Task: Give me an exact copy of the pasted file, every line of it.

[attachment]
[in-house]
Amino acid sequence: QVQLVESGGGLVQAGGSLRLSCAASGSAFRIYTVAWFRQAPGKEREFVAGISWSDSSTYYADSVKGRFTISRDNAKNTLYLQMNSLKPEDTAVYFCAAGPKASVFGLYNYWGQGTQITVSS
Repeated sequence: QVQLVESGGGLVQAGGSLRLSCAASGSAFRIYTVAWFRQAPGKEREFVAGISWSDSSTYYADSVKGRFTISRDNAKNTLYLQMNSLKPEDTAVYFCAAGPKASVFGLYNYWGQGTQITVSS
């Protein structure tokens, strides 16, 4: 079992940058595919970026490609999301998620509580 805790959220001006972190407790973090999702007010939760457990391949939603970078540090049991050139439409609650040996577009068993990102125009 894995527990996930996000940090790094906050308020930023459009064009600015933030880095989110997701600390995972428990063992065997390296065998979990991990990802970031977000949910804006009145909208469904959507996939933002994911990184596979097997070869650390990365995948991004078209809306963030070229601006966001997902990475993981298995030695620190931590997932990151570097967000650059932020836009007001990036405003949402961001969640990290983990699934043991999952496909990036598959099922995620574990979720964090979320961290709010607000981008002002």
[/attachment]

[in-house]
Amino acid sequence: QVQLVESGGGLVQAGGSLRLSCAASGSAFRIYTVAWFRQAPGKEREFVAGISWSDSSTYYADSVKGRFTISRDNAKNTLYLQMNSLKPEDTAVYFCAAGPKASVFGLYNYWGQGTQITVSS
Repeated sequence: QVQLVESGGGLVQAGGSLRLSCAASGSAFRIYTVAWFRQAPGKEREFVAGISWSDSSTYYADSVKGRFTISRDNAKNTLYLQMNSLKPEDTAVYFCAAGPKASVFGLYNYWGQGTQITVSS
């Protein structure tokens, strides 16, 4: 079992940058595919970026490609999301998620509580 805790959220001006972190407790973090999702007010939760457990391949939603970078540090049991050139439409609650040996577009068993990102125009 894995527990996930996000940090790094906050308020930023459009064009600015933030880095989110997701600390995972428990063992065997390296065998979990991990990802970031977000949910804006009145909208469904959507996939933002994911990184596979097997070869650390990365995948991004078209809306963030070229601006966001997902990475993981298995030695620190931590997932990151570097967000650059932020836009007001990036405003949402961001969640990290983990699934043991999952496909990036598959099922995620574990979720964090979320961290709010607000981008002002």